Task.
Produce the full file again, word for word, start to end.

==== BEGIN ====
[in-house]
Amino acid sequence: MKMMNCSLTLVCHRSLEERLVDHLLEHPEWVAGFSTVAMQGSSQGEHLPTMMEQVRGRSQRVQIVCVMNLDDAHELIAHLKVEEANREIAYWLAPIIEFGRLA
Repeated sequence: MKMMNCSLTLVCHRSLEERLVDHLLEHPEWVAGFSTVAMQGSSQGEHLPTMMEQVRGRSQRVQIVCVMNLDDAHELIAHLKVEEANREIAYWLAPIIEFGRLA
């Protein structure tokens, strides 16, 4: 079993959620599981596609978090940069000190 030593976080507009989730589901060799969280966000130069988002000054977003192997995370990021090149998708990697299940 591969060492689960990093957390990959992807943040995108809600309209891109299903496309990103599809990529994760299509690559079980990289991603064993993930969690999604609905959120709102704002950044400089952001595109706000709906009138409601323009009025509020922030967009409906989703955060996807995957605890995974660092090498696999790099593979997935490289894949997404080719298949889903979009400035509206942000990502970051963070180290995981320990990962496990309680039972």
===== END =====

[in-house]
Amino acid sequence: MKMMNCSLTLVCHRSLEERLVDHLLEHPEWVAGFSTVAMQGSSQGEHLPTMMEQVRGRSQRVQIVCVMNLDDAHELIAHLKVEEANREIAYWLAPIIEFGRLA
Repeated sequence: MKMMNCSLTLVCHRSLEERLVDHLLEHPEWVAGFSTVAMQGSSQGEHLPTMMEQVRGRSQRVQIVCVMNLDDAHELIAHLKVEEANREIAYWLAPIIEFGRLA
């Protein structure tokens, strides 16, 4: 079993959620599981596609978090940069000190 030593976080507009989730589901060799969280966000130069988002000054977003192997995370990021090149998708990697299940 591969060492689960990093957390990959992807943040995108809600309209891109299903496309990103599809990529994760299509690559079980990289991603064993993930969690999604609905959120709102704002950044400089952001595109706000709906009138409601323009009025509020922030967009409906989703955060996807995957605890995974660092090498696999790099593979997935490289894949997404080719298949889903979009400035509206942000990502970051963070180290995981320990990962496990309680039972």